Feeding Britain: Food Security after Brexit

Feeding Britain: Food Security after Brexit

Tim Lang, Tony Lewis, Terry Marsden & Erik Millstone

This Food Brexit Briefing brings together three interlinked issues that demand policy attention as the clock ticks towards Brexit:

  1. The question of whether the Government is paying enough attention to agri-food in the negotiating process, given its central role in both public wellbeing and the national economy.
  2. The threat a careless Brexit poses to the UK’s short-term food security – and any long-term attempt to develop a genuinely sustainable food strategy for the whole of the UK.
  3. The risk generated to the UK’s status as a potential trading partner of the EU by the Food Standards Agency’s decision to press ahead with major reform of UK food safety regulation, at a time when regulatory stability and clarity have never been more important.

The report was written by FRC’s Professor Tim Lang, with Professor Erik Millstone (Sussex), Tony Lewis (Head of Policy at Chartered Institute for Environmental Health) and Professor Terry Marsden (Cardiff). It takes stock of ‘food Brexit’ and argues that a hard Brexit or no-deal Brexit (and retreat to WTO rules) would imperil the sustainability and security of Britain’s food supply.

The report recommends that the Government should:

  • Maintain a clear and explicit focus on the potential adverse effects of Brexit on food security in the UK, while negotiating the UK’s future trading relationships with the EU and other jurisdictions.
  • Publish Brexit impact studies on the UK’s agricultural and food system for the White Paper and Chequers Statement and any subsequent proposals.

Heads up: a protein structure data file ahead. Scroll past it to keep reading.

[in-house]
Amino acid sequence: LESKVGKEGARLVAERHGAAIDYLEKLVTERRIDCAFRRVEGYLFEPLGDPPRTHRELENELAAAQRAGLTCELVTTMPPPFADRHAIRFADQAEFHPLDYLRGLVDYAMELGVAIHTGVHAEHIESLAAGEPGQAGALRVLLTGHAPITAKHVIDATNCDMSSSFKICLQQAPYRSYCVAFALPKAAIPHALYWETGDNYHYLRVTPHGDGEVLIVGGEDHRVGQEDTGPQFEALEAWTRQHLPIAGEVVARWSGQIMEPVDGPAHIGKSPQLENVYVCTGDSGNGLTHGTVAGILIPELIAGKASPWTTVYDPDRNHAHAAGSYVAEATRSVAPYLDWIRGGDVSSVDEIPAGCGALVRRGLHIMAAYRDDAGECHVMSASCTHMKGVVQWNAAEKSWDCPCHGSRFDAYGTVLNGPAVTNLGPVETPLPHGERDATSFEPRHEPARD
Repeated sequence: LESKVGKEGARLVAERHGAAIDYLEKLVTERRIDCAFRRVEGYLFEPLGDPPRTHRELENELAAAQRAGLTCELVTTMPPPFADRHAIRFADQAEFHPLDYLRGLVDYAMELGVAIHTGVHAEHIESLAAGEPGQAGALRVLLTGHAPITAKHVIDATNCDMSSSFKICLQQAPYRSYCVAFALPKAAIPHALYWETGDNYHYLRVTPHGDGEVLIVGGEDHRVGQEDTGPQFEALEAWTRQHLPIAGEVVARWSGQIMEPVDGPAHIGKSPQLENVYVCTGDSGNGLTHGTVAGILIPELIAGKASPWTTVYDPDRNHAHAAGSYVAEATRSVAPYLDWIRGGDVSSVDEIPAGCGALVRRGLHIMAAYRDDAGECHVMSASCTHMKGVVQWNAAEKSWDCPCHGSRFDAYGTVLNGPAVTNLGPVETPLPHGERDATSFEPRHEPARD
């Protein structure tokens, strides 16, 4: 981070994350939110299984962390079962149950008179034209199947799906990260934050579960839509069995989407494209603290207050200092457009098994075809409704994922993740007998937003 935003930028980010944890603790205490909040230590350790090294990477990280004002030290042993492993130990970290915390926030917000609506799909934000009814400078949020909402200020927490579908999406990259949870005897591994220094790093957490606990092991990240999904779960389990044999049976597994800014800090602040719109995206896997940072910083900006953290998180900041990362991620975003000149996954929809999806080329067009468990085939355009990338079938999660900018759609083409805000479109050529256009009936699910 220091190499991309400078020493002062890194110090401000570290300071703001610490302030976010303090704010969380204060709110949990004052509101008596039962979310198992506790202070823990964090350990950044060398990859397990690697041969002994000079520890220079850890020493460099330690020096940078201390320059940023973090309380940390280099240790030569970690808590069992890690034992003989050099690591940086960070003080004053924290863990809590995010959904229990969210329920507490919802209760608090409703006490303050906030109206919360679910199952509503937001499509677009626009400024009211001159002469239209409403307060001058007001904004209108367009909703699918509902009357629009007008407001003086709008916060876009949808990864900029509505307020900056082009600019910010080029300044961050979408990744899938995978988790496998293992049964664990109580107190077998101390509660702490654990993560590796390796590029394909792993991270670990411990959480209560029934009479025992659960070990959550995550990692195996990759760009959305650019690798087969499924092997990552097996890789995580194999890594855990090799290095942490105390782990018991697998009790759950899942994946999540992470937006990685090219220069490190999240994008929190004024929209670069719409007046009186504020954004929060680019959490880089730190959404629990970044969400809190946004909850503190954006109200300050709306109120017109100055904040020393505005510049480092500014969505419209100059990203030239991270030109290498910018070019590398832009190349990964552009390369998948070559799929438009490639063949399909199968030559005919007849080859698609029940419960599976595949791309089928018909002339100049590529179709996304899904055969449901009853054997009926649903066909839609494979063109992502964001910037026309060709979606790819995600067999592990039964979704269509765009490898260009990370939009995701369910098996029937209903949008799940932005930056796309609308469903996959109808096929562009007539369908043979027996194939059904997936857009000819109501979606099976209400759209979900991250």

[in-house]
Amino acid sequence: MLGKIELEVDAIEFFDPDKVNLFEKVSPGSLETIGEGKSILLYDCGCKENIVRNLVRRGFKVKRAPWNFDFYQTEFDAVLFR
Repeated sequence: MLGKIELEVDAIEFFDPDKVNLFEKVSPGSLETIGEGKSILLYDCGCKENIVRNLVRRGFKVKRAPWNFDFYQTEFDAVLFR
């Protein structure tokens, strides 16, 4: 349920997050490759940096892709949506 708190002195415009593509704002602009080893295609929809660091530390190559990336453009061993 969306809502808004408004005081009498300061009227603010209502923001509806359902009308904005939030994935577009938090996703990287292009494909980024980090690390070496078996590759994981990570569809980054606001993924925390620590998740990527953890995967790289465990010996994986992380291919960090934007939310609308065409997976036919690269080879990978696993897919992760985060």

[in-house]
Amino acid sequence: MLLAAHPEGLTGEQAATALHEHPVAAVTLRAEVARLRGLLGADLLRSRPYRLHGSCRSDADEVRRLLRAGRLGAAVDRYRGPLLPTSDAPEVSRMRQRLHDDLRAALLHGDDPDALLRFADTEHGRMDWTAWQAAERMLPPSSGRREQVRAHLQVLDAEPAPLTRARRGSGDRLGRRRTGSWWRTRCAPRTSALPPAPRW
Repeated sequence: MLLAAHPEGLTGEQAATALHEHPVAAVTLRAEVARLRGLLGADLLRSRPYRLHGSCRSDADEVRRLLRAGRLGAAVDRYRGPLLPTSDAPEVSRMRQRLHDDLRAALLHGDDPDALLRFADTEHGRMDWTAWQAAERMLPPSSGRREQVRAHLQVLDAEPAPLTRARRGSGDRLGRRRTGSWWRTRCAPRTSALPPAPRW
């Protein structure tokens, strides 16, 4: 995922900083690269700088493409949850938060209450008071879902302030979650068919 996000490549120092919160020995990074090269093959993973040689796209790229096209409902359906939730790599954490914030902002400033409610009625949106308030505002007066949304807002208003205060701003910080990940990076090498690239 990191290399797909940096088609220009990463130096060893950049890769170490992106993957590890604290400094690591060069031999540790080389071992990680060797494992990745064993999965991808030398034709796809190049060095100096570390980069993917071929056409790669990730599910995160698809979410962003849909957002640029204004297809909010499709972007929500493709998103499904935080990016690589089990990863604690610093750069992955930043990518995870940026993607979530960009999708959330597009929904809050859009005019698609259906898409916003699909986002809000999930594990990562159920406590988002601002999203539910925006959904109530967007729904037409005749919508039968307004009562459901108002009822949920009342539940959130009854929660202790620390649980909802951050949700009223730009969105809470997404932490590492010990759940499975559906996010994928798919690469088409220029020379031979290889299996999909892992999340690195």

• Ensure that high food standards remain at the heart of any future trade deals.
  • Provide clarity on its proposed migration policy, taking account of the contributions that non-UK citizens of the EU are making to the quantity and quality of the UK’s food supply and services.
  • Avoid a hard Food Brexit at all costs.The UK must not retreat to a WTO-rules-based regime. The EU would then categorise the UK as a ‘3rd Country’, which could be a recipe for chaos.
  • Create a new Sustainable Food Security Strategy. This would engage with the complexities of the food system and the multiple criteria by which it should be evaluated; and identify clear priorities and pathways for progress.

The report also calls on the Food Standards Agency to:

  • Address the calls for clarification and evidence posed in the paper in respect of its Regulating Our Future (ROF) Where such clarification or evidence is not available, then the Agency should modify or suspend the introduction of its proposals, at least until after Brexit.

About the authors

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Tim Lang

Tim Lang has been Professor of Food Policy at City, University of London, Centre for Food Policy since 2002. He founded the Centre in 1994. After a PhD in social psychology at Leeds University, he became a hill farmer in the 1970s in the Forest of Bowland, Lancashire which shifted his attention to food policy, where it has been ever since. For years, he’s engaged in academic and public research and debate about its direction, locally to globally. His abiding interest is how policy addresses the mixed challenge of ensuring that food is good for the environment, health, social justice, and consumers. What is a good food system? How is ours measured and measuring up? He has been Vice-President of the Chartered Institute of Environmental Health (since 1999).